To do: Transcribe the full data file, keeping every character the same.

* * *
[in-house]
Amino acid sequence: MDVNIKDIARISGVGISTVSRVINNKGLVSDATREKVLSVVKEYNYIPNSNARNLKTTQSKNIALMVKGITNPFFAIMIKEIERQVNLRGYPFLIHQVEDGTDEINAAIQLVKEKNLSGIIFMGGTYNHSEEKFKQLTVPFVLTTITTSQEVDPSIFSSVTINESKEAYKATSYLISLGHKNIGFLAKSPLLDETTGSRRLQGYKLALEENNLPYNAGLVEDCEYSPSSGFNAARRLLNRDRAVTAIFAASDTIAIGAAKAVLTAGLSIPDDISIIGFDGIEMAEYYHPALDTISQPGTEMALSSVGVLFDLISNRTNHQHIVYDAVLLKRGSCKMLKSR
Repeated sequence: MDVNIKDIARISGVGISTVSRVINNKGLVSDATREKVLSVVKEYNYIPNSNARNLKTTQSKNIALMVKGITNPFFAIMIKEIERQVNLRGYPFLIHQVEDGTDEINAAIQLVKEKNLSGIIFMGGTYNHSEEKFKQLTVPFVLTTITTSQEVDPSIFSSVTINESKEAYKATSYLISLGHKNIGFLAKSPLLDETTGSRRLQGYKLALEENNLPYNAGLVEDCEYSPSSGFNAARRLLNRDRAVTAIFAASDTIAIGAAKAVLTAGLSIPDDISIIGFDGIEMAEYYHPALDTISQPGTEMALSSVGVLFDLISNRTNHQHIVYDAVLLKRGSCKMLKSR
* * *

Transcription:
[in-house]
Amino acid sequence: MDVNIKDIARISGVGISTVSRVINNKGLVSDATREKVLSVVKEYNYIPNSNARNLKTTQSKNIALMVKGITNPFFAIMIKEIERQVNLRGYPFLIHQVEDGTDEINAAIQLVKEKNLSGIIFMGGTYNHSEEKFKQLTVPFVLTTITTSQEVDPSIFSSVTINESKEAYKATSYLISLGHKNIGFLAKSPLLDETTGSRRLQGYKLALEENNLPYNAGLVEDCEYSPSSGFNAARRLLNRDRAVTAIFAASDTIAIGAAKAVLTAGLSIPDDISIIGFDGIEMAEYYHPALDTISQPGTEMALSSVGVLFDLISNRTNHQHIVYDAVLLKRGSCKMLKSR
Repeated sequence: MDVNIKDIARISGVGISTVSRVINNKGLVSDATREKVLSVVKEYNYIPNSNARNLKTTQSKNIALMVKGITNPFFAIMIKEIERQVNLRGYPFLIHQVEDGTDEINAAIQLVKEKNLSGIIFMGGTYNHSEEKFKQLTVPFVLTTITTSQEVDPSIFSSVTINESKEAYKATSYLISLGHKNIGFLAKSPLLDETTGSRRLQGYKLALEENNLPYNAGLVEDCEYSPSSGFNAARRLLNRDRAVTAIFAASDTIAIGAAKAVLTAGLSIPDDISIIGFDGIEMAEYYHPALDTISQPGTEMALSSVGVLFDLISNRTNHQHIVYDAVLLKRGSCKMLKSR